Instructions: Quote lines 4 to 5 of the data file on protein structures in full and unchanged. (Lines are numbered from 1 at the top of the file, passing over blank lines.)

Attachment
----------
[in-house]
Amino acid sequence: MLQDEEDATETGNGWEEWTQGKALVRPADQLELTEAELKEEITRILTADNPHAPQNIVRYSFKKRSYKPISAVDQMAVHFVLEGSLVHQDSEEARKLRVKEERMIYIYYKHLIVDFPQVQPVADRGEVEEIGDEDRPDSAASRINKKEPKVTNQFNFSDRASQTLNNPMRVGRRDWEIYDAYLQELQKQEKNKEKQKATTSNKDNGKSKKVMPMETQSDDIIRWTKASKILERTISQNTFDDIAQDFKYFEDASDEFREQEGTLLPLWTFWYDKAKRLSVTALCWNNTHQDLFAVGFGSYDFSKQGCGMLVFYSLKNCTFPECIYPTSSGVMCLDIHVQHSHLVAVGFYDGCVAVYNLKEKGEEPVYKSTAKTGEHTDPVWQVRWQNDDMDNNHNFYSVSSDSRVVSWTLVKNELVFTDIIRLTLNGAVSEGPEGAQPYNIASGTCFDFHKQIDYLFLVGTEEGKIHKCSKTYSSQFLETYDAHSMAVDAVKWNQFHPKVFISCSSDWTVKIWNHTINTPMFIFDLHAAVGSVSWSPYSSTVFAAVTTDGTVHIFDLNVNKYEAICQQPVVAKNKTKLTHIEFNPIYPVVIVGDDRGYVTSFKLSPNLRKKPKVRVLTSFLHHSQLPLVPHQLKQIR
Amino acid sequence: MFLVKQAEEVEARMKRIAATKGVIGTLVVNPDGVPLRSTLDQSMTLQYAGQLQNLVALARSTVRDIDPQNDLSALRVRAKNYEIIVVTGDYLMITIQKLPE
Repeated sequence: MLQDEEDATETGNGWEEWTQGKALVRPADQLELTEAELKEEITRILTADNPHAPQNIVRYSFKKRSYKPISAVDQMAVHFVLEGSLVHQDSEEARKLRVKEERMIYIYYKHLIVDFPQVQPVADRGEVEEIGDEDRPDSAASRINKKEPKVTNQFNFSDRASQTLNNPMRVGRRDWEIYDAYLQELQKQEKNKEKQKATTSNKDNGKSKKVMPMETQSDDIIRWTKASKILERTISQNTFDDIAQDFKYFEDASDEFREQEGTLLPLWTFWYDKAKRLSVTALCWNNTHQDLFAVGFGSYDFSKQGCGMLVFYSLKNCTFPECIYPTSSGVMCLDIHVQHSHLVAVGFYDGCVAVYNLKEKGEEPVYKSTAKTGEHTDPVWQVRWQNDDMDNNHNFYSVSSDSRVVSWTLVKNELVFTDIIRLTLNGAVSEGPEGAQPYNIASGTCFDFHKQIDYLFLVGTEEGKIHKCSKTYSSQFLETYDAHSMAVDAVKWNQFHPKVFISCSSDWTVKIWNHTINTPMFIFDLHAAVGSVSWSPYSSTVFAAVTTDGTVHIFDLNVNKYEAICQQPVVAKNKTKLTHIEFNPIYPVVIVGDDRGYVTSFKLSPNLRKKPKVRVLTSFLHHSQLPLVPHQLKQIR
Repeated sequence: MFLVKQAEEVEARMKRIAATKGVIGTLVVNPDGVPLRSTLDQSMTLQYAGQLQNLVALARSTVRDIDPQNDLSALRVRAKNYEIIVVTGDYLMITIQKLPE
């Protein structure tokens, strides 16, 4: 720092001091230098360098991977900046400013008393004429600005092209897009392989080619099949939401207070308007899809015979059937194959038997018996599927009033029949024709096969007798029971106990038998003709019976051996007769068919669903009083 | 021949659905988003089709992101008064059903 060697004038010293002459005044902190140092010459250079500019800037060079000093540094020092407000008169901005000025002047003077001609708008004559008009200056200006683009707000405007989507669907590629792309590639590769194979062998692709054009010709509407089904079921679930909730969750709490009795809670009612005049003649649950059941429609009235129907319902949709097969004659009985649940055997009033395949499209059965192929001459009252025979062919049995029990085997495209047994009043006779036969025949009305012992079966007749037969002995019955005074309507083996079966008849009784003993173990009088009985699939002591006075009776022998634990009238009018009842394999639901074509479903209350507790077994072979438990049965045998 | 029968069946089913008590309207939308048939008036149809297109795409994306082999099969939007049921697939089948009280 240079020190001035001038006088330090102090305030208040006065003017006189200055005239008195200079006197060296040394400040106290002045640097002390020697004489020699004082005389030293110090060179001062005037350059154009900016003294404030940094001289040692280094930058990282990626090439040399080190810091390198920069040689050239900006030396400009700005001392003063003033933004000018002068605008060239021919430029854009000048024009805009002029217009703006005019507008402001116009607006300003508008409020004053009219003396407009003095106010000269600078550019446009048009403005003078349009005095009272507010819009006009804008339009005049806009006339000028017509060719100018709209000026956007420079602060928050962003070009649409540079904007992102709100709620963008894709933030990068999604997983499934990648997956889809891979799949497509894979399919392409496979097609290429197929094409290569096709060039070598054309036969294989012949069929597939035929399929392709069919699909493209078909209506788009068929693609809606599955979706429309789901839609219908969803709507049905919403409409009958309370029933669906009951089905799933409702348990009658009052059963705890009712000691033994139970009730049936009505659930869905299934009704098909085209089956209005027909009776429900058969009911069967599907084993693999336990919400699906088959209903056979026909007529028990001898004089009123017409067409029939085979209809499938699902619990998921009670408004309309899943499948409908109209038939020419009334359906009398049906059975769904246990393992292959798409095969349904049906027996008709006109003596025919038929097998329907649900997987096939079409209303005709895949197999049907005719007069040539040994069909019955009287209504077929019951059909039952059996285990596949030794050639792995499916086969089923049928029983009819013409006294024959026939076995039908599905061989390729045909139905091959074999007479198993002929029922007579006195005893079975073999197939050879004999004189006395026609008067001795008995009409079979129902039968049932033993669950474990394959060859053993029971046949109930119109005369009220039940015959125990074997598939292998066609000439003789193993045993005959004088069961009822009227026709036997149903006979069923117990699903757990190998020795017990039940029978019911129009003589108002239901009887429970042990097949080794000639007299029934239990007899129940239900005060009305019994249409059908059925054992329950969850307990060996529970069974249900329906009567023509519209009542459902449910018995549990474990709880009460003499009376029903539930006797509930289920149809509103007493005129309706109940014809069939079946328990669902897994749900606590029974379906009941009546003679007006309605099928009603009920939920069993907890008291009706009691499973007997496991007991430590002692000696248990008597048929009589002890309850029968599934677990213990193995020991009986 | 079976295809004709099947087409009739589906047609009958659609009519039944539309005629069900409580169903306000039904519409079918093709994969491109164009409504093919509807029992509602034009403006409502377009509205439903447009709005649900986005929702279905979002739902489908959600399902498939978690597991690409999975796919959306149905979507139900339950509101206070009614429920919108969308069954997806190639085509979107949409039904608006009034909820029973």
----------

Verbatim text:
Repeated sequence: MLQDEEDATETGNGWEEWTQGKALVRPADQLELTEAELKEEITRILTADNPHAPQNIVRYSFKKRSYKPISAVDQMAVHFVLEGSLVHQDSEEARKLRVKEERMIYIYYKHLIVDFPQVQPVADRGEVEEIGDEDRPDSAASRINKKEPKVTNQFNFSDRASQTLNNPMRVGRRDWEIYDAYLQELQKQEKNKEKQKATTSNKDNGKSKKVMPMETQSDDIIRWTKASKILERTISQNTFDDIAQDFKYFEDASDEFREQEGTLLPLWTFWYDKAKRLSVTALCWNNTHQDLFAVGFGSYDFSKQGCGMLVFYSLKNCTFPECIYPTSSGVMCLDIHVQHSHLVAVGFYDGCVAVYNLKEKGEEPVYKSTAKTGEHTDPVWQVRWQNDDMDNNHNFYSVSSDSRVVSWTLVKNELVFTDIIRLTLNGAVSEGPEGAQPYNIASGTCFDFHKQIDYLFLVGTEEGKIHKCSKTYSSQFLETYDAHSMAVDAVKWNQFHPKVFISCSSDWTVKIWNHTINTPMFIFDLHAAVGSVSWSPYSSTVFAAVTTDGTVHIFDLNVNKYEAICQQPVVAKNKTKLTHIEFNPIYPVVIVGDDRGYVTSFKLSPNLRKKPKVRVLTSFLHHSQLPLVPHQLKQIR
Repeated sequence: MFLVKQAEEVEARMKRIAATKGVIGTLVVNPDGVPLRSTLDQSMTLQYAGQLQNLVALARSTVRDIDPQNDLSALRVRAKNYEIIVVTGDYLMITIQKLPE